At 6’4″, 332 lbs., Melvin Lewis is a big guy; however, as the senior nose guard stood before a group of reporters this morning, a mixture of nerves, excitement, and pure joy crossed over his face, making him look all of twelve years old again.
“I grew up in Compton, California, which is notoriously known as a rough neighborhood. I’ve been through a lot of adversity throughout my life,” Lewis said softly. “But, I’m just happy to be in the situation I am today. I’m just overwhelmed to be here in general.”
When I asked him how he was enjoying the day so far, his face broke into a huge smile.
“It’s been great, being able to enjoy it with Coach Stoops, AJ, and Swindle. Feels like a dream.”
Straight outta Compton
Lewis represented Kentucky today as part of the SEC’s “Beyond the Field” initiative, which features players whose stories off the field are just as inspiring as their performances on it. Life wasn’t easy for Lewis growing up. His father was in gangs and in and out of jail during Lewis’ childhood, leaving his mother to carry most of the burden of raising four children alone; however, Lewis is careful not to villainize his dad.
“My father, he was on drugs and stuff a lot when we were young, but he made sure that we didn’t make the same mistakes that he made,” Lewis said in an interview with The SEC Network. “Seeing my mom struggle while he was in prison and seeing all the things my father went through, I just wanted something better for my life.”
Lewis is the first male in his family to go to college, paving the path for his two younger brothers. He graduated from UK in May with a degree in community and leadership development, a moment he said eclipsed playing in his first SEC game.
“Graduation was probably the most excited I’ve ever been in my life. I’m the first male in my family to ever graduate from college, so that was huge. I have a younger brother, Chris Lewis, who has graduated from junior college who will play football down in New Mexico for the Lobos. I feel like I sort of paved the way for my younger brother and my baby brother just graduated high school and is gonna go play basketball at Washington State.”
A talk with Richard Sherman sent him down a new path
NFL star Richard Sherman visited the UK football team while in town in May, and took time to visit with Lewis, a fellow Compton native. Lewis said his words hit home.
“I was able to sit down and talk to him for about thirty minutes afterwards. He pulled me to the side and was talking about, ‘just keep fighting, just don’t ever give up because you don’t want to go back to our city and just be one of those guys who said ‘well, I was there, but this happened, so.’ That was definitely an influential talk for me.”
Sherman’s talk inspired Lewis to step up and be a leader not just in his family, but on his team. In recent months, Mark Stoops says Lewis has become a mentor to several players, specifically Matt Elam.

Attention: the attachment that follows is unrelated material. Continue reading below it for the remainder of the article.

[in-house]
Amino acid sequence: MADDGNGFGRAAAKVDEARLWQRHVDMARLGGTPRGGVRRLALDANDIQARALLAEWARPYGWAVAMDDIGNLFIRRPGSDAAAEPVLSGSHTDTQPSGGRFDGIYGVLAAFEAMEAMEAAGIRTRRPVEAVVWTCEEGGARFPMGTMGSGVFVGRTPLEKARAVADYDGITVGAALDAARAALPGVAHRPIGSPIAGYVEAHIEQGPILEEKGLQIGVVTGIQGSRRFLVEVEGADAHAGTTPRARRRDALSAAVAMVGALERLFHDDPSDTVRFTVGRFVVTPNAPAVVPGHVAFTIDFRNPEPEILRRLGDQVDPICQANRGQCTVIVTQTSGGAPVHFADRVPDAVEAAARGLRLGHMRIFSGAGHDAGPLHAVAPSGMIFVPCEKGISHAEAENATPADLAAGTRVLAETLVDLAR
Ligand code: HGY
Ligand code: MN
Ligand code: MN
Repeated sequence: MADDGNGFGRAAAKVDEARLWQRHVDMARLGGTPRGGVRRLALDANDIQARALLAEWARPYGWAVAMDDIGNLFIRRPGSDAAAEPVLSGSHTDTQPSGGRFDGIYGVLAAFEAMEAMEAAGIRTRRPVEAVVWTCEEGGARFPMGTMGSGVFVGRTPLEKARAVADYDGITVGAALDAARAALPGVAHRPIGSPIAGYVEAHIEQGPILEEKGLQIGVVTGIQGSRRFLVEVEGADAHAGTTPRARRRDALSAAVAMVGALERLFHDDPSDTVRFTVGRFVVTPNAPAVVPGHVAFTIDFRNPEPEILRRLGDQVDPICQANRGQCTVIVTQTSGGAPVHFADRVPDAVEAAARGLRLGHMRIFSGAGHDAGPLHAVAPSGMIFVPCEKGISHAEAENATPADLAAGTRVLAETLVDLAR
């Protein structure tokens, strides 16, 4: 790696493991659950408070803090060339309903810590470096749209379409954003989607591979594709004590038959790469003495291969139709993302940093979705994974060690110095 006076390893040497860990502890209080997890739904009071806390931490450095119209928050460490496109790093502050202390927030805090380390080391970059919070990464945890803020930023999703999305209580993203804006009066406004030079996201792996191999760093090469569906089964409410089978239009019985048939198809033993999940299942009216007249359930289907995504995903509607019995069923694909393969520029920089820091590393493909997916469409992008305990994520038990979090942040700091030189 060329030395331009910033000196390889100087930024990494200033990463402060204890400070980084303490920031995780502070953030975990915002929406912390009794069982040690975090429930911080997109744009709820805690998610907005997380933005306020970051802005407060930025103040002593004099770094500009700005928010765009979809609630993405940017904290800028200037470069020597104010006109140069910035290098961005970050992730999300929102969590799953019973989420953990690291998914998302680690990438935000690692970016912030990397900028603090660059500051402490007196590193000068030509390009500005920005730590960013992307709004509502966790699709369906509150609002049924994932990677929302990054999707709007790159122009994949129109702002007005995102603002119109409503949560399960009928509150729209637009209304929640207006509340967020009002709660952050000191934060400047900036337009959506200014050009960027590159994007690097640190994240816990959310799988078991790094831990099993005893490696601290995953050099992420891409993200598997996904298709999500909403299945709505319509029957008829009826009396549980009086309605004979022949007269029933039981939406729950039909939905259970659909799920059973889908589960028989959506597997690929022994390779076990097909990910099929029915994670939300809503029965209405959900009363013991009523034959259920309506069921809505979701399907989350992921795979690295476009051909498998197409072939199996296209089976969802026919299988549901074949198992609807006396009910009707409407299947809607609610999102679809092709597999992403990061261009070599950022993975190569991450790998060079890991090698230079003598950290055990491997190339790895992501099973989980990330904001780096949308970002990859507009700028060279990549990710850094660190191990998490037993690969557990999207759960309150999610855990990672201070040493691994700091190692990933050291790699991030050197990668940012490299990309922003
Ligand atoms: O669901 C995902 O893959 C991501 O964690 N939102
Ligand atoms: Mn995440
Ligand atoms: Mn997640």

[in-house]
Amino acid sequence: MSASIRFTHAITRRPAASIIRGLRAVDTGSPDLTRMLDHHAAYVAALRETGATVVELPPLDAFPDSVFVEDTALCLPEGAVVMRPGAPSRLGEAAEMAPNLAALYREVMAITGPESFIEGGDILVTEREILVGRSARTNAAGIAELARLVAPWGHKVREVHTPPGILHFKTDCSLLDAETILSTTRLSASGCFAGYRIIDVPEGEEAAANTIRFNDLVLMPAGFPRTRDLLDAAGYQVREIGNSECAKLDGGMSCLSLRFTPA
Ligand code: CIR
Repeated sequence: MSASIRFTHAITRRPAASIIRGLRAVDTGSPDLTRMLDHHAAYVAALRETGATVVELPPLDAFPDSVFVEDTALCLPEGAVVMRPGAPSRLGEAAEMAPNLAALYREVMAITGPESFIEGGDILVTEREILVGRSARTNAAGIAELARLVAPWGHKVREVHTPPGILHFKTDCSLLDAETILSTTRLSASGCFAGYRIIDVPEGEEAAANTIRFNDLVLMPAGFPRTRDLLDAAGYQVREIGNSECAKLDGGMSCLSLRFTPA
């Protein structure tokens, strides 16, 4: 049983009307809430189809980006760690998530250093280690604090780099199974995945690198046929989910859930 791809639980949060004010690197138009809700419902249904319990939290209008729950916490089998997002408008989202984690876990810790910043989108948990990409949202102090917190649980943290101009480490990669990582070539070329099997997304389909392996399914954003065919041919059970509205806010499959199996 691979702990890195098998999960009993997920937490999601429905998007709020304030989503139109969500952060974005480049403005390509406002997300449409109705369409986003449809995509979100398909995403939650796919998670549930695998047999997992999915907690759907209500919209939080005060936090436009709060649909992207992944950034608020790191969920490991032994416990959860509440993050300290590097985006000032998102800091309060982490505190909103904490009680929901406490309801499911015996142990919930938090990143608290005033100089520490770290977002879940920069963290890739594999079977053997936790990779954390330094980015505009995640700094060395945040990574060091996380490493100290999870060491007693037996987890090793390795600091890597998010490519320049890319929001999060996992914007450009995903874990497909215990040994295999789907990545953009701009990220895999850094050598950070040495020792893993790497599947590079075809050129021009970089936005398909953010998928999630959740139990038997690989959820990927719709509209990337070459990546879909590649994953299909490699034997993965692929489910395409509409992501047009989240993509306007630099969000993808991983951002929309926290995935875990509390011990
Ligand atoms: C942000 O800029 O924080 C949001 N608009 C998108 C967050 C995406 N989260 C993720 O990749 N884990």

“If he’s not giving 100 percent, I’m the first one to get on him,” Lewis said of the offseason workouts with Elam. “I tell him, ‘Let’s go. You gotta play this year. You have to make plays. You can’t make mistakes.’ I’m the first one on him every time. And I’m always pulling him after, just doing little extra stuff. I’ll hang out with him and stuff like that to let him know I’m here for him.”
Mark Stoops says Melvin’s leadership is making a huge difference in Elam’s progress.
“I don’t know if Melvin touched on this or not, he was probably being humble, but I think Melvin has been a guy that has really tried to lead and help Matt in that area and give him that extra motivation and be the guy,” Stoops said. “Melvin has been a good leader.”
To Lewis, giving younger players guidance is just continuing the legacy of those who came before him.
“The guys did it for me when I first got here. Mike Douglas, Christian Coleman, Za’Darius, Bud, those guys they brought me along and I just thought I should do the same thing for guys that are younger than me,” Lewis said, adding that sometimes, players respond better to people closer to their age. “Coaches can only do so much.”
The cost of attendance stipend has been a popular topic at Media Days, and when asked, Lewis, who also has a job at Paul Miller Ford, told reporters that he plans to send the $3,598 to his family back home in Compton.
“To me, personally, it means I can be able to send more money home to help my family because being in that neighborhood is rough with my mom working alone,” Lewis said, pausing to stare down at the table for a minute. “We’ll figure something out.”
UK’s cost of attendance stipend is one of the lowest in the SEC, but despite his family’s situation, Lewis said that doesn’t make him regret picking Kentucky.
“The money doesn’t really matter, it’s about getting that feel around the players and coaches, getting that home right feel,” Lewis said. “Even if another school offered more money, I’d still choose Kentucky.”
Lewis says that even if professional football isn’t his path, he’s excited about his future.
“Just going back home and being impactful, just helping direct the young kids to a different path, not a path of destruction like most guys go down,” Lewis said. “I would love to teach, I would love to coach, any kind of way I can have an impact I can have on their life. It doesn’t matter to me.”
There goes Melvin, being humble again.